Go at once to Nineveh, that great city, and cry out against it; for their wickedness has come up before me.
But I doubt that God was looking for a lackey, a dogsbody, to do his work. I believe that God—the forgiving God, the gracious God, the merciful God, the slow-to-anger God—this God was seeking a willing partner in the work of reconciliation, someone who would co-operate in the work of telling of God’s amazing kindness. God desired that the people of Nineveh, the enemies of Israel, should turn to him. God wanted Jonah to join him in this work; but Jonah didn’t want to.
If a prophecy is a message that comes from the very heart of God, one prophetic message this book has for us today is that this slow-to-anger God wants us to be his partners in the work of reconciliation.
Sometimes, you’ve got to go to Nineveh to be reconciled. We’ve seen something of that this week from the new President of the United States, Barack Obama, a practising Christian.
A Democrat, Obama has reached out to his Republican political rival, John McCain for his wisdom. That feels like going to Nineveh to me. He asked a range of church figures to pray at his inauguration, including the conservative Rick Warren, who wrote Forty Days of Purpose, and Bishop Gene Robinson, who is a gay man. That feels like going to Nineveh to me. He asked Hilary Clinton, his opponent for the Democratic Party’s nomination, to be Secretary of State. A shrewd political move? Or is it going to Nineveh? Obama has said he wants to negotiate with Iran. That is almost literally going to Nineveh.
Jonah’s message was
Forty days more, and Nineveh shall be overthrown!
What was overthrown? Not Nineveh. What was overthrown was this: the belief that God is unforgiving, ungracious, unmerciful and quick-to-anger. What was overthrown was this: the belief that anyone on God’s earth could be beyond the reach of God’s mercy and love.
Obama isn’t saying to John McCain, Rick Warren, Gene Robinson, Hilary Clinton and the leaders of Iran that We all believe the same things. No, he’s saying, whatever our differences, let’s explore our common ground and see how we can move forward. It’s not an easy route. It’s not wishy-washy. It doesn’t avoid the hard ground. It feels like going to Nineveh.
Tomorrow is Australia Day. What can the Uniting Church do for Australia Day? The best gift this Uniting Church can offer to the people of this nation is this: to go to Nineveh. To do whatever it takes to proclaim that God is forgiving, gracious, merciful, and slow-to-anger. To announce that God’s forgiveness is so generous that it may appall and shock and scandalise decent society. To speak a judgement on all talk about God that portrays God as unloving and ungracious. This can appall us too. It can shock and scandalise us too.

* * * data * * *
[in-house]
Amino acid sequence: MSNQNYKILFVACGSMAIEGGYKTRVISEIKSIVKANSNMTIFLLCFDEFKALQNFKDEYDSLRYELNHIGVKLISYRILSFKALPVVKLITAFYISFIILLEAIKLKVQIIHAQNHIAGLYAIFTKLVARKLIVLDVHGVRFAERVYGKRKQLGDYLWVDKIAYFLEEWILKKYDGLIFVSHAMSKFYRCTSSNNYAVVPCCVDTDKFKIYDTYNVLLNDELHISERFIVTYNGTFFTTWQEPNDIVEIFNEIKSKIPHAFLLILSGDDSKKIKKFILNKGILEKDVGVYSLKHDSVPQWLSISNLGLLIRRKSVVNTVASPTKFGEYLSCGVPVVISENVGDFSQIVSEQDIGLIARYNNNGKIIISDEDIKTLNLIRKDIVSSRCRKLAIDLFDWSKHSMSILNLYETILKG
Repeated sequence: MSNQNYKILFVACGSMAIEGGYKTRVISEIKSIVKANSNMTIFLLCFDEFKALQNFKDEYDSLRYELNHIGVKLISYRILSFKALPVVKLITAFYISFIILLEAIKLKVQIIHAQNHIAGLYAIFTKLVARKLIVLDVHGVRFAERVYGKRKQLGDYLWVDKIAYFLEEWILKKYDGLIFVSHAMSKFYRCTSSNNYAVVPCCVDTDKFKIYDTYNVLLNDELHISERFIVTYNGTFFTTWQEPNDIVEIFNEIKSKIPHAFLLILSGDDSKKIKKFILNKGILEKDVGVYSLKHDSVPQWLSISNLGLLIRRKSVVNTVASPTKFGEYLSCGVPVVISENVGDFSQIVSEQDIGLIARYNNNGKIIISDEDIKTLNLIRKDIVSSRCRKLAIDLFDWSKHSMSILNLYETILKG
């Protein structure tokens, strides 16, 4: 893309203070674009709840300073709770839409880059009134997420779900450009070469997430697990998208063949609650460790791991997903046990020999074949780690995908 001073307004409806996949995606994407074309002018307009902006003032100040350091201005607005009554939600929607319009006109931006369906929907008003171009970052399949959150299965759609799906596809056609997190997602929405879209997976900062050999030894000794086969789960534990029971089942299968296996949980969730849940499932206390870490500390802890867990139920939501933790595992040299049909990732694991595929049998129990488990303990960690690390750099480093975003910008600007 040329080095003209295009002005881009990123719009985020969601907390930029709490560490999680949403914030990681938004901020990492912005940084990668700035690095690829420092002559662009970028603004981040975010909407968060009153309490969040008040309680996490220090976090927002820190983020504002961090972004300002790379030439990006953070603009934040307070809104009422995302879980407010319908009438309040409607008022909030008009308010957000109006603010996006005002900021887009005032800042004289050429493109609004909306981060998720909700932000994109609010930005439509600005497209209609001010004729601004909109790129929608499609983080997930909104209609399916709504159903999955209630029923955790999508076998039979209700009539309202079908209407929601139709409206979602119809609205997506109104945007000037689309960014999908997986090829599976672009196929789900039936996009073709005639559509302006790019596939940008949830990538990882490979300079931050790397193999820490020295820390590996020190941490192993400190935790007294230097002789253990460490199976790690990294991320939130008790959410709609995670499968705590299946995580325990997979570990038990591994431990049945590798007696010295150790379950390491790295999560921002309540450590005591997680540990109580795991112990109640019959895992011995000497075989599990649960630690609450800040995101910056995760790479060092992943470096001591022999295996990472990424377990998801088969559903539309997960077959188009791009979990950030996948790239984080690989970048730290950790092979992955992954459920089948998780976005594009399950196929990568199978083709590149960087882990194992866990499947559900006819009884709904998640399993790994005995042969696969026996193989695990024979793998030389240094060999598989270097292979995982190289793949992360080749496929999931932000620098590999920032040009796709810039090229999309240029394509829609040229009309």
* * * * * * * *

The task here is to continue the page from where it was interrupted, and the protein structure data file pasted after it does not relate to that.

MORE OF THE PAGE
Our Church has gone to Nineveh. It has looked at the existence of gay people in its midst—and many of us have seen the amazing grace of God at work. The next Assembly, in July this year, will explore recognising the First Peoples of this land in the Church’s Constitution, an act that is long overdue. Only a Church that confesses the grace, mercy and patience of God can do what our Church does.
Going to Nineveh is not an easy route. It’s not wishy-washy. It doesn’t avoid the hard ground. Sometimes, we have felt like Jonah at the end of the book. Angry. Perhaps not angry enough to die, but angry enough to cause dissension within the church fellowship. Angry enough to kick out at others. Angry enough to leave. That’s because there is something to be overthrown—that false idol of a god who is punitive and wrathful, and, in Richard Dawkins’ words, a bully. And some Christians resist the overthrow of this false god.
The best gift the Uniting Church can offer to us its members, as well as the nation, is simply this—the good news:
God forgives the sinner. God is gracious to the undeserving. God is merciful. God is slow-to-anger. And God has shown this to us and to the world in Jesus Christ.
That’s the best thing we can offer to those people we know, our friends, family and work colleagues too.
And when we are called, we will go to Nineveh again and again to proclaim this truth. Amen.